The United States concealed a project to develop an atomic bomb under the name "Manhattan Engineer District." Popularly known as the Manhattan Project, it carried out the first successful atomic explosion on July 16, 1945, in a deserted area called Jornada del Muerto near Alamagordo, New Mexico.
At 2:45 A.M. local time, the Enola Gay, a B-29 bomber loaded with an atomic bomb, took off from the US air base on Tinian Island in the western Pacific. Six and a half hours later, at 8:15 A.M. Japan time, the bomb was dropped and it exploded a minute later at about 560 to 600 meters over central Hiroshima.
Radioactive debris was deposited by "black rain" that fell heavily for over an hour over a wide area. Thermal Hear is intense thermal heat emitted by the fireball and it caused severe burns and loss of eyesight. Thermal burns of bare skin occurred as far as 3.5 kilometers from ground zero. Most people exposed to thermal rays within 1-kilometer radius of ground zero died. The explosion melted tile and glass and all combustible materials were consumed.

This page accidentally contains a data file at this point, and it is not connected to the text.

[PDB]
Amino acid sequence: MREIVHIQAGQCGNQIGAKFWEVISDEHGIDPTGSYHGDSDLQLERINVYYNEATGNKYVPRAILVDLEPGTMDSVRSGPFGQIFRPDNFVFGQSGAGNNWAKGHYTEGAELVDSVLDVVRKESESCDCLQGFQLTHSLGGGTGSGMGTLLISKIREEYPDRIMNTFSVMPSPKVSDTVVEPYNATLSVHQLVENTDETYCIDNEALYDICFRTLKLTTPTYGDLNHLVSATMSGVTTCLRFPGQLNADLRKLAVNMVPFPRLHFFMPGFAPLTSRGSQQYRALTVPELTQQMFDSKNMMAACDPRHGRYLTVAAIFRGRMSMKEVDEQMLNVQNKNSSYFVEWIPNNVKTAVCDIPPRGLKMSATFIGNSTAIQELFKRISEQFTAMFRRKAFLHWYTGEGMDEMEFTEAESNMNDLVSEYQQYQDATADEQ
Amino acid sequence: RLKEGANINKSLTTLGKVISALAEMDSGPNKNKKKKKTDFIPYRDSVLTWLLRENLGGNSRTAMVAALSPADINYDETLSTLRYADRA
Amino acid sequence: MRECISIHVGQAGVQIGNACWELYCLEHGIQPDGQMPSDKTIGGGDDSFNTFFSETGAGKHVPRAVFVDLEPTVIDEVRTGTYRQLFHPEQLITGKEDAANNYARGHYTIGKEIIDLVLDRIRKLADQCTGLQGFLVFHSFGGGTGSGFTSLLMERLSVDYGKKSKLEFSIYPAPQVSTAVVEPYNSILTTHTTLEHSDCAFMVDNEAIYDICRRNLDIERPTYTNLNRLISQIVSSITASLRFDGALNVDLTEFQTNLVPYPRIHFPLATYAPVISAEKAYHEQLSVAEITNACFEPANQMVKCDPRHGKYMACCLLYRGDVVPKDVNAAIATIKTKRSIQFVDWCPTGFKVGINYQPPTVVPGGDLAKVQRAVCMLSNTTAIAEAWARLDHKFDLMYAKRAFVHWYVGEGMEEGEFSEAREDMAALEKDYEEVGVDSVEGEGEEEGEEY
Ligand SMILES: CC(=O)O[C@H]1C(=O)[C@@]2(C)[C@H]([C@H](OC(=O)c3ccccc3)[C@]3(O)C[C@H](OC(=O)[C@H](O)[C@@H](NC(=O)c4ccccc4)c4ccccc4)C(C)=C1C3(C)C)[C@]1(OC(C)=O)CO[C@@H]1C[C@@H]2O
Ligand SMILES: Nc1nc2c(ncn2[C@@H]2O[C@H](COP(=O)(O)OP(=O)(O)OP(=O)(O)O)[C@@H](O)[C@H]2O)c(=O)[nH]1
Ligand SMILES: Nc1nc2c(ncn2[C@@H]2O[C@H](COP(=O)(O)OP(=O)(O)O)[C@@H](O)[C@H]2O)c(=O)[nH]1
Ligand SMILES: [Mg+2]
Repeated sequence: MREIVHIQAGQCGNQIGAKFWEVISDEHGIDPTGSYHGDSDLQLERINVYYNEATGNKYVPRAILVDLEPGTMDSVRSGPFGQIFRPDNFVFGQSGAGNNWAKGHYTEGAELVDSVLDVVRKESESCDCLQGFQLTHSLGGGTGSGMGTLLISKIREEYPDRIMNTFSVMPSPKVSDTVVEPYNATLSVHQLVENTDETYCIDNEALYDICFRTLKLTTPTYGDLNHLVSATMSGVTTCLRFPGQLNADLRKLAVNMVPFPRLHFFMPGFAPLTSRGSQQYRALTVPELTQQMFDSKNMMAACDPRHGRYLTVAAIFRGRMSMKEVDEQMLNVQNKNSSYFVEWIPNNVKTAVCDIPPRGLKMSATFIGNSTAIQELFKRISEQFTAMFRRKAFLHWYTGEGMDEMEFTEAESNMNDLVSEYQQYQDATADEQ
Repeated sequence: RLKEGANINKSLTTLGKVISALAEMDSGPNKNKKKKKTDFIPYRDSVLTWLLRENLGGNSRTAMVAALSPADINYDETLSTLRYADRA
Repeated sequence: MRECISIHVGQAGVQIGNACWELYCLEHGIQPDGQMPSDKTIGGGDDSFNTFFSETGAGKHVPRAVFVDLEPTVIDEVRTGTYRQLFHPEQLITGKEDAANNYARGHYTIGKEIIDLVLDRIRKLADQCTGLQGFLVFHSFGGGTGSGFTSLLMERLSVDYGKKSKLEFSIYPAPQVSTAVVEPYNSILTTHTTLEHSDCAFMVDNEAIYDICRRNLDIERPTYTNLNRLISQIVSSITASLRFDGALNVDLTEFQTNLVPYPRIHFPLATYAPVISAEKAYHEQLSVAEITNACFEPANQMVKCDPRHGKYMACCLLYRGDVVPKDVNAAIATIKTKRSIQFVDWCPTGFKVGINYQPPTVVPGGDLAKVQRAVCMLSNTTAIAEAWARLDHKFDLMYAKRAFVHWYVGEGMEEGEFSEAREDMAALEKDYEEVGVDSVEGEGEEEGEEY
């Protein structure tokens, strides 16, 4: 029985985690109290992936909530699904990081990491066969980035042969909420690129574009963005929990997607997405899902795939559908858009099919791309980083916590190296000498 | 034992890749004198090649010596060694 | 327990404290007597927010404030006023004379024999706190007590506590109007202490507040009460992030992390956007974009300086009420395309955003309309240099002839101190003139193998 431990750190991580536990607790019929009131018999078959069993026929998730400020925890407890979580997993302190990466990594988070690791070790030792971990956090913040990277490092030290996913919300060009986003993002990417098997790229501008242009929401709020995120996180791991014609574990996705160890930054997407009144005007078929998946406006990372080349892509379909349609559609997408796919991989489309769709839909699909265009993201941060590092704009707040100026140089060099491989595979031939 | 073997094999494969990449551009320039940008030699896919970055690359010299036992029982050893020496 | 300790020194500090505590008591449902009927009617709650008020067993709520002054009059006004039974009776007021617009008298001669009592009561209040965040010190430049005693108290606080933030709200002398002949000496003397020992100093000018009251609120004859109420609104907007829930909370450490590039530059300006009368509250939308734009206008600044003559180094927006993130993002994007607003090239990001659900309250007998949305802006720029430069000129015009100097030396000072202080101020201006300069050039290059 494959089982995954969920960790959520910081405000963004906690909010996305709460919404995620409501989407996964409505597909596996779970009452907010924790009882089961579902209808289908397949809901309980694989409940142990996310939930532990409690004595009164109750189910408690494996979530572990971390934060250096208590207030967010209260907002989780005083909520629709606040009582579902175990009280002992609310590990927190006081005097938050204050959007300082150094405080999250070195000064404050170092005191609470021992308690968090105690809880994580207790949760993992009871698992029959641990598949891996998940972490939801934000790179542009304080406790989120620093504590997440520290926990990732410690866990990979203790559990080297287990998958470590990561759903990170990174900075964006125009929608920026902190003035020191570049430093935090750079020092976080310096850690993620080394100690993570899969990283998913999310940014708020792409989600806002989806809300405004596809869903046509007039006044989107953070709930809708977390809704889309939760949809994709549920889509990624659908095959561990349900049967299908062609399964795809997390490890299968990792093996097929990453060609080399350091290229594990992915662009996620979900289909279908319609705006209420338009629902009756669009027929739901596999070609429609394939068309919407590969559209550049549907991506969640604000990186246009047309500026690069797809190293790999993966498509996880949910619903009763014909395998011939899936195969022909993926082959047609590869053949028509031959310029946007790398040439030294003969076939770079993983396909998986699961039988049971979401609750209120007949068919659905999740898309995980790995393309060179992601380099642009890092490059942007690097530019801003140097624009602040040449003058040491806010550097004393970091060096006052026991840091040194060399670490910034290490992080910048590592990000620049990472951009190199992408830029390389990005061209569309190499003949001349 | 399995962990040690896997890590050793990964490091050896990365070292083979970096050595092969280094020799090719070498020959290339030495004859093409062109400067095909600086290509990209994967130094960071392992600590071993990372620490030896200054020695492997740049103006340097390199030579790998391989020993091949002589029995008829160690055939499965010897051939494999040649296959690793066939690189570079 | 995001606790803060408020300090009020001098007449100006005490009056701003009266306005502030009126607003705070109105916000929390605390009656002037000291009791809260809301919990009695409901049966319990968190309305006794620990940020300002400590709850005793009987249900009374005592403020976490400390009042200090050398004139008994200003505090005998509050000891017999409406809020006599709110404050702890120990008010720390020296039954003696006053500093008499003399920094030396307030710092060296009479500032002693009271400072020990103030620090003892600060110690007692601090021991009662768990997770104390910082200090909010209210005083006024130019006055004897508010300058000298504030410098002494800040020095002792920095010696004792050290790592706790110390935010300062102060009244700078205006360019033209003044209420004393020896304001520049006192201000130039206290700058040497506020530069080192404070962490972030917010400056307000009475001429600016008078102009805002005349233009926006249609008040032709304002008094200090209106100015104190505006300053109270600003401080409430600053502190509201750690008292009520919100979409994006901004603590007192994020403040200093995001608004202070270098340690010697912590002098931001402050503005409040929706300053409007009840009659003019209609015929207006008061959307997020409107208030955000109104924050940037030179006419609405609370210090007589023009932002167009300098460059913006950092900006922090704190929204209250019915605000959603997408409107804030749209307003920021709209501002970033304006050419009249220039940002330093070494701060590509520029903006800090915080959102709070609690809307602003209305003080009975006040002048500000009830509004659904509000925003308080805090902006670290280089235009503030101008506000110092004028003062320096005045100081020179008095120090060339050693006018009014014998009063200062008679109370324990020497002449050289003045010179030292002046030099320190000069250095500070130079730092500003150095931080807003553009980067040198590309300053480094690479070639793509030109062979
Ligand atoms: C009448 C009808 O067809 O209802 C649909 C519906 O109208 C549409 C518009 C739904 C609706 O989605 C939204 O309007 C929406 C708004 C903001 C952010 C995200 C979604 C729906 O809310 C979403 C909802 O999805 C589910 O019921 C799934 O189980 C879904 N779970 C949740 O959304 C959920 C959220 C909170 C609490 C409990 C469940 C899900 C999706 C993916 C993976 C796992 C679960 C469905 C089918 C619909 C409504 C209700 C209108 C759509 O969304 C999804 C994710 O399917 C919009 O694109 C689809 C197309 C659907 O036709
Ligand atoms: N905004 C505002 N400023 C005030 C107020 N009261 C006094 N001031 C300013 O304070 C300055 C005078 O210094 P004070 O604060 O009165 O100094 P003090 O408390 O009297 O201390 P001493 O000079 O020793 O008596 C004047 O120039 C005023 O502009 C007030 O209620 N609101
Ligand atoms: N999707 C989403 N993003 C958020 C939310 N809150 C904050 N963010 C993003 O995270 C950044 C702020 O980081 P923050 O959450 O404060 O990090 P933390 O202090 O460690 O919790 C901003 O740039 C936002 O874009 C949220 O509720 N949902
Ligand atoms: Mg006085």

An atomic explosion that caused an enormous shock wave followed instantaneously by a rapid expansion of air called is the blast. This represents roughly half the explosion's released energy.
Maximum wind pressure of the blast was 35 tons per square meter. Maximum wind velocity was 440 meters per second. Wooden houses within 2.3 kilometers of ground zero collapsed. Concrete buildings near ground zero (thus hit by the blast from above) had ceilings crushed and windows and doors blown off. Many people were trapped under fallen structures and burned to death.
People exposure within 500 meters of ground zero was fatal. People exposed at distances of 3 to 5 kilometers later showed symptoms of aftereffects, including radiation-induced cancers.
Symptoms appearing in the first four months were called acute. Besides burns and wounds, they included general malaise, fatigue, headaches, loss of appetite, nausea, vomiting, diarrhea, fever, abnormally low white blood cell count, bloody discharge, anemia, and loss of hair.
Prolonged injuries were associated with aftereffects. The most serious in this category were keloids, cataracts, leukemia and other cancers.
The estimated pre-bomb population was 300,000 to 400,000. Because official documents were burned, the exact population is uncertain. With an uncertain population figure, the death toll could only be estimated. According to data submitted to the United Nations by Hiroshima City in 1976, the death count reached 140,000 by the end of December, 1945.